Sometimes I think the local boys at the local newspaper get it right. This was an editorial in the Oshkosh Daily Northwestern last Friday.
Given much of the reaction to federal Judge Barbara Crabb's ruling that the National
In her ruling last week on a lawsuit by the Freedom From Religion Foundation, Crabb underscored the very personal connection people have with faith and prayer.
But she also pointed out that it's because of that personal nature of belief that Americans have debated the relationship of religion, government and secular society since the Constitutional Convention with no clear delineation of just how church and state should be separated.
In this case, the debate is over what appears a relatively benign once-a-year assertion of faith in God and recognition of religion's role in shaping this country.
Observances of a national day of
But that position ignores Crabb's point — that a National Day of Prayer, regardless of whether it reflects the beliefs of the majority, creates "in" groups and "out" groups."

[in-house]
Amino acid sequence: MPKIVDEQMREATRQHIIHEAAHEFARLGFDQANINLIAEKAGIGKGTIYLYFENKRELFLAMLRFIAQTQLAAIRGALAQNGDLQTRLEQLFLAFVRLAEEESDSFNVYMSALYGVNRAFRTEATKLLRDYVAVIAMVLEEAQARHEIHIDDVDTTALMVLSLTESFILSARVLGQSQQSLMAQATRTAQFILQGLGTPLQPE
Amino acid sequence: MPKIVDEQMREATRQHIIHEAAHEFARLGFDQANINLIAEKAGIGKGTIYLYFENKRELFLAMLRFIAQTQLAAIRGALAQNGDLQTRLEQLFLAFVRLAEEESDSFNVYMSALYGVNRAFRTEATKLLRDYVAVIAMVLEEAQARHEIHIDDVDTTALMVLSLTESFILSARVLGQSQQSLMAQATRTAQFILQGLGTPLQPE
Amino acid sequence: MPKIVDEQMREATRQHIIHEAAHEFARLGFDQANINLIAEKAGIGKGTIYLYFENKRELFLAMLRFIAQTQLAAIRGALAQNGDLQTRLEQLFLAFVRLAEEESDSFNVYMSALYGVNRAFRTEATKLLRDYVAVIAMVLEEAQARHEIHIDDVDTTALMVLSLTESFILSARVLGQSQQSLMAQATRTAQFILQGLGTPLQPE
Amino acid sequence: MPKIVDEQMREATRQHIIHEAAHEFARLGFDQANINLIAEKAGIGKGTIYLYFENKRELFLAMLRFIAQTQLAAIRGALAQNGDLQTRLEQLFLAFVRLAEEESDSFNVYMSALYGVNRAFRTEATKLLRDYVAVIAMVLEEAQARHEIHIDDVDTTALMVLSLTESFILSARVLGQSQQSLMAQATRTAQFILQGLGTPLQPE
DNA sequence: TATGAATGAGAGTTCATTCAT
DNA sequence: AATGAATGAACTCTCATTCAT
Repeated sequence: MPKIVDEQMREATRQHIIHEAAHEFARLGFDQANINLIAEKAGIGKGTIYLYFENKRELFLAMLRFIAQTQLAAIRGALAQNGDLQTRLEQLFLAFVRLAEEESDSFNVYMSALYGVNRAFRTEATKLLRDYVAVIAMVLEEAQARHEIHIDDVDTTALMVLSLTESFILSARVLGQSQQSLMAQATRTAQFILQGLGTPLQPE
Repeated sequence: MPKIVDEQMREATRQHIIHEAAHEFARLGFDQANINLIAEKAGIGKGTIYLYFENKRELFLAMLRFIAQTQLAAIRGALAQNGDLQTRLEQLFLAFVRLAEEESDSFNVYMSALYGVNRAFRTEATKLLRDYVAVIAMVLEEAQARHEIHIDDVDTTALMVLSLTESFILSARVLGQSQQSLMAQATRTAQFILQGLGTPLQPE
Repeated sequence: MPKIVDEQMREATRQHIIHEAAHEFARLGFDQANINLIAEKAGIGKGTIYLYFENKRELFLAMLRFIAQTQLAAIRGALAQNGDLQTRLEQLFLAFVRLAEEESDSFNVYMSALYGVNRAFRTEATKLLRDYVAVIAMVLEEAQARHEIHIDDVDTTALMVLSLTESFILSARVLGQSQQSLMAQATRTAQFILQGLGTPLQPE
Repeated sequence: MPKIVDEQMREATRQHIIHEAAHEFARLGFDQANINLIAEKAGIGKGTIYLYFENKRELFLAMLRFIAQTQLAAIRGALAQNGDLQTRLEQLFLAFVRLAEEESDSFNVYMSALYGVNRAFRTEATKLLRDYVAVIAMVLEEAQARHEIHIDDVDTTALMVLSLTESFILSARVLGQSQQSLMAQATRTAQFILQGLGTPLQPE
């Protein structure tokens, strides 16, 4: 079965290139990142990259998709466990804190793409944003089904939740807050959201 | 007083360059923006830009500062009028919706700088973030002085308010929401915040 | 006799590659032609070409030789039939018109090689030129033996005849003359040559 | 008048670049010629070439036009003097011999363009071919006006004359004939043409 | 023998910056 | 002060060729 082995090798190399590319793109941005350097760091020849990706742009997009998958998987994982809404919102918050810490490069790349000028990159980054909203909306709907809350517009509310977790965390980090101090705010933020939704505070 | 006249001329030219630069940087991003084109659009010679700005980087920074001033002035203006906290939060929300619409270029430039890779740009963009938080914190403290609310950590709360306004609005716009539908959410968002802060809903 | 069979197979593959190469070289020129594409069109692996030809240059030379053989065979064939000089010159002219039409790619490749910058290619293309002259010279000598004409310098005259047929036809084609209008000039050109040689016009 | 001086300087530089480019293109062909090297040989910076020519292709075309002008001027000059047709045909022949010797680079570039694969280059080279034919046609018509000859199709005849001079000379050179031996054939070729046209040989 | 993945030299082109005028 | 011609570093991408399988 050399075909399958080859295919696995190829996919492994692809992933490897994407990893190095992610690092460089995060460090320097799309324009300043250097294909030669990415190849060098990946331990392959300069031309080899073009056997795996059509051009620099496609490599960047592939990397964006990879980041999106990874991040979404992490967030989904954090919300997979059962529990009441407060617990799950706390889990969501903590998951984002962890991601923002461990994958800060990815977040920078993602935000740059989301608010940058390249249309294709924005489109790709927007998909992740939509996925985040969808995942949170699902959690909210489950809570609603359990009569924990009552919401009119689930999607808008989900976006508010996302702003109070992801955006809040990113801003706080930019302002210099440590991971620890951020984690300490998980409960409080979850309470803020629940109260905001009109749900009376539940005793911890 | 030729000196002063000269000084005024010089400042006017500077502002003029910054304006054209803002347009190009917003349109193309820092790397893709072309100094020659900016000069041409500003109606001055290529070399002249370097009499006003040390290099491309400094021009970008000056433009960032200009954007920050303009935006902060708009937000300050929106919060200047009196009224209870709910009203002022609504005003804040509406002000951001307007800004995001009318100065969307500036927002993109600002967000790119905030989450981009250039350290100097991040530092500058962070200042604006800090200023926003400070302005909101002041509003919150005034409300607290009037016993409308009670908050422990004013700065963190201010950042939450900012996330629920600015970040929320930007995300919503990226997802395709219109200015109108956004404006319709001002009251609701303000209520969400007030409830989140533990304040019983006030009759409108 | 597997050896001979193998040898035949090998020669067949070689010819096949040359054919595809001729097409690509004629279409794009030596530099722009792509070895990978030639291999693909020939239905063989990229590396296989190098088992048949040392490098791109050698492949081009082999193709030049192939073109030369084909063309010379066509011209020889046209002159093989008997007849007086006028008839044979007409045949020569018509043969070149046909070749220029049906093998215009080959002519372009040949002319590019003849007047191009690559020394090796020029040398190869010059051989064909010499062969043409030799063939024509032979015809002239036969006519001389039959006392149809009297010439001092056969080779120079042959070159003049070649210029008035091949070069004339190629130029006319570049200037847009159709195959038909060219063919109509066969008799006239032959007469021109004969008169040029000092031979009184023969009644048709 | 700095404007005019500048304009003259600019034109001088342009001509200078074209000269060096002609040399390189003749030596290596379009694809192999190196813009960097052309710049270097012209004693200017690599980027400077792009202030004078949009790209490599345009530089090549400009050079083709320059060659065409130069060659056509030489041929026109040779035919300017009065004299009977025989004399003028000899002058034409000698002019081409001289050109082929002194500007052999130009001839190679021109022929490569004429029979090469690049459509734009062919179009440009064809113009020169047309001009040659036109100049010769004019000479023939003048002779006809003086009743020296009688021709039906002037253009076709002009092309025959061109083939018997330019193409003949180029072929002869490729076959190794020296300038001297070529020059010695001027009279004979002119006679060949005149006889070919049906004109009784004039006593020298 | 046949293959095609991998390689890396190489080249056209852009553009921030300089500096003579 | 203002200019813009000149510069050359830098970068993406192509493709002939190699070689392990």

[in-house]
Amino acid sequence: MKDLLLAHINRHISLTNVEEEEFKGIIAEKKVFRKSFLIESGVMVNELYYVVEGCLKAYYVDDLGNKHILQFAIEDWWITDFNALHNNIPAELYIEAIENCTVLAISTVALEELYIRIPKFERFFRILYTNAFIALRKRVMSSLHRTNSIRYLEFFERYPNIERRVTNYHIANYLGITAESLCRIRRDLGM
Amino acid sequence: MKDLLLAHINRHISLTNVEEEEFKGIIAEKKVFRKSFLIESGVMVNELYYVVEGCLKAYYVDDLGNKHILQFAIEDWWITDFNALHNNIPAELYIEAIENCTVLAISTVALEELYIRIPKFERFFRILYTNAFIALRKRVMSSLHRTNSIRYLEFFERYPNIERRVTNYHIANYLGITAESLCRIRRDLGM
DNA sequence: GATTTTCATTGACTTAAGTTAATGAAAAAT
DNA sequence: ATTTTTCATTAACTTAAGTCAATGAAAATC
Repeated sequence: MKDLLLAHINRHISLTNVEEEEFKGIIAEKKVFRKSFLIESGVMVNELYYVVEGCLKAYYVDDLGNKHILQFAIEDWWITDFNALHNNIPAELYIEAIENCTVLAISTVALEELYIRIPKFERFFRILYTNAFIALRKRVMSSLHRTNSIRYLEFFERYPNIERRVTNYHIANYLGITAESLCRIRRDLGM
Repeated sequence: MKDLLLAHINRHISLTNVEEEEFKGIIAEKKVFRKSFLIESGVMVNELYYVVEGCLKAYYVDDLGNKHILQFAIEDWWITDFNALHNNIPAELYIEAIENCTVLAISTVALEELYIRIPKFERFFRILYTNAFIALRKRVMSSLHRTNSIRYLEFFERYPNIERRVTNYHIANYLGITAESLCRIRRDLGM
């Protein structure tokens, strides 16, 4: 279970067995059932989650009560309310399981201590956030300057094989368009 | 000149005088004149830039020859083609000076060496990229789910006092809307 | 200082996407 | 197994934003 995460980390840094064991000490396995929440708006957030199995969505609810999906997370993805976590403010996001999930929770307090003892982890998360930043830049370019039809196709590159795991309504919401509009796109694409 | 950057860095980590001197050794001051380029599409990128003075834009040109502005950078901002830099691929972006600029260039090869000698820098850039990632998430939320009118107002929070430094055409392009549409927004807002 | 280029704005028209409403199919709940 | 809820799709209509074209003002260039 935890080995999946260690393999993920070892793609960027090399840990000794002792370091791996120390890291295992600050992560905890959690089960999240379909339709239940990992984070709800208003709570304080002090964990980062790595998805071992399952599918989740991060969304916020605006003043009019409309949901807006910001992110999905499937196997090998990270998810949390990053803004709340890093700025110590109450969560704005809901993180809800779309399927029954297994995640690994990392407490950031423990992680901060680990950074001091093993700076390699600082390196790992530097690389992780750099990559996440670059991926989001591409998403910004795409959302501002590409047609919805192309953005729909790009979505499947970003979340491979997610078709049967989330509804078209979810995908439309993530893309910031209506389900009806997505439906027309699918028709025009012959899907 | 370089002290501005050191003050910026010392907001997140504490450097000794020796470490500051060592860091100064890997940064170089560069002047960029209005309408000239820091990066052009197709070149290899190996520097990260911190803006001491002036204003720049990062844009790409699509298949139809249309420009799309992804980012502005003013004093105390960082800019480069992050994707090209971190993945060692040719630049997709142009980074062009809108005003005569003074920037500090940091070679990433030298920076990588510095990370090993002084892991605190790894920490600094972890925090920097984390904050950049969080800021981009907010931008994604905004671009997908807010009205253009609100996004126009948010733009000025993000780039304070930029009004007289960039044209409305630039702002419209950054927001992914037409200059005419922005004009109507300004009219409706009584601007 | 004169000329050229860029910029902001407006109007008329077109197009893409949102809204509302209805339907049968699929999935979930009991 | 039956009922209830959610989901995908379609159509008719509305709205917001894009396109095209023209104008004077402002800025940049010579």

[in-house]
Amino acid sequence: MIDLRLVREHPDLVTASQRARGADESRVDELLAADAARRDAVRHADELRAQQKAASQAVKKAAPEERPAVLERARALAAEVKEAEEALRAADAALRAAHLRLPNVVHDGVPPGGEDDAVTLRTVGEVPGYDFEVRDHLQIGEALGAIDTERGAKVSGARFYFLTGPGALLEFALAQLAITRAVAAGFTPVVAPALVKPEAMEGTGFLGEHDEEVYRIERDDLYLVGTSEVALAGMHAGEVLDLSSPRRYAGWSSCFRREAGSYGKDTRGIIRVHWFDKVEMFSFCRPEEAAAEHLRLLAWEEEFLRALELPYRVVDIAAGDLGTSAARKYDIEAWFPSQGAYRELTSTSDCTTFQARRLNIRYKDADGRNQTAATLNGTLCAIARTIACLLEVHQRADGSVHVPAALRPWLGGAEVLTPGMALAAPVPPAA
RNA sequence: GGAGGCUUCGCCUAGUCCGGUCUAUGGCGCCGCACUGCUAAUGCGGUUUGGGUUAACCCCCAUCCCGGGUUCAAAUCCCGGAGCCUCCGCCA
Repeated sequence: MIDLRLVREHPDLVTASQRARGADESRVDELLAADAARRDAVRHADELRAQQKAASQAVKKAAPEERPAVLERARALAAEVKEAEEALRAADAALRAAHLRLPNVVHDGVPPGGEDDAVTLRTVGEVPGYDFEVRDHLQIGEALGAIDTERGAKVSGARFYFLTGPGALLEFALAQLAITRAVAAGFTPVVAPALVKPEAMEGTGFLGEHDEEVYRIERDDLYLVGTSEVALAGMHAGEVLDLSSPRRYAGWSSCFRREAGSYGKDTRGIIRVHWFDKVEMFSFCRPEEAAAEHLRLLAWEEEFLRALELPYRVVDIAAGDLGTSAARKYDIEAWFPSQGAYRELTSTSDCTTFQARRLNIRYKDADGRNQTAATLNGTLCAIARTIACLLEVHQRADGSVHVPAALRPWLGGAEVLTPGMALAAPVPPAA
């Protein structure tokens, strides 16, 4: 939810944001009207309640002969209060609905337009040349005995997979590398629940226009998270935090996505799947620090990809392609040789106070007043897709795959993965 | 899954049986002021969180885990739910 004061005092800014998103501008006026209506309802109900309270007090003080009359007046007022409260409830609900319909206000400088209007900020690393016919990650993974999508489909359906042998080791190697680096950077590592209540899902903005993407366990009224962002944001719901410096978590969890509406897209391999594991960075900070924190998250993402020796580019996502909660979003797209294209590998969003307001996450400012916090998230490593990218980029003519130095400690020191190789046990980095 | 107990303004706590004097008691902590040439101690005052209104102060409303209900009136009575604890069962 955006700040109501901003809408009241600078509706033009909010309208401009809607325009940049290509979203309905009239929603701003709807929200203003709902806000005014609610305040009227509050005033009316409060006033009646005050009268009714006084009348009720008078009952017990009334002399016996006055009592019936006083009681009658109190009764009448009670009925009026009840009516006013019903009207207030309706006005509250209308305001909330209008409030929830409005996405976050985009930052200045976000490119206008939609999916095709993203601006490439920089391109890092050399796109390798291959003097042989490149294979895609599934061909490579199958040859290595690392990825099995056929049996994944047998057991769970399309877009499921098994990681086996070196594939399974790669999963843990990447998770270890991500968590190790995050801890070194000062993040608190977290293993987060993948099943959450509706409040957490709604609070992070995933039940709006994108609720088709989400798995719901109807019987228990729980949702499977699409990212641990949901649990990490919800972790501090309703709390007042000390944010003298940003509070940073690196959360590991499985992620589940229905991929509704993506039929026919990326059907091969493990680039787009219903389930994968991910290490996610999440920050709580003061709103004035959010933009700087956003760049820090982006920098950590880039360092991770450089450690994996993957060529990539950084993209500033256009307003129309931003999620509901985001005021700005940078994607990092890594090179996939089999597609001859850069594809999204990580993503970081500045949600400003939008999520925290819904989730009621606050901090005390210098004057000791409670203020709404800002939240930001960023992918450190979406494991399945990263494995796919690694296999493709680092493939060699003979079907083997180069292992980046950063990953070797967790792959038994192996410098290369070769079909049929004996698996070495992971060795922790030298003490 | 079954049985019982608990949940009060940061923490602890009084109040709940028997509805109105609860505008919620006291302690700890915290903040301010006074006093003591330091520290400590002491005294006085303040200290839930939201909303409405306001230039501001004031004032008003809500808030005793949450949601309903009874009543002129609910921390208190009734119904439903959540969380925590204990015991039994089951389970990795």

While there's no mandate to participate, there is a quiet, uncomfortable "don't ask, don't
The fundamental problem is the intersection of politics and faith that led to creation of the National Day of Prayer 58 years ago, when Congress passed a law affirming the nation's faith in God as if it were universal, creating a national observance that has a toe on the line of separation of church and state, even if it may not have fully crossed it.
While the narrowest definition of the
The National Day of Prayer, created amidst the Cold War and the threat of godless Communism and championed by evangelical
In the grand scheme of things, regardless of which side ultimately prevails in court, this episode is likely to be remembered as a minor skirmish in the culture wars — another place where we can stake out righteous territory and lambaste the opposition.
But after the dust settles, if there's one truth that can be pulled out of the debate, it should be this — Congress ought to steer clear of all matters relating to religion.
Now I would just like to see a little separation between State and the NRA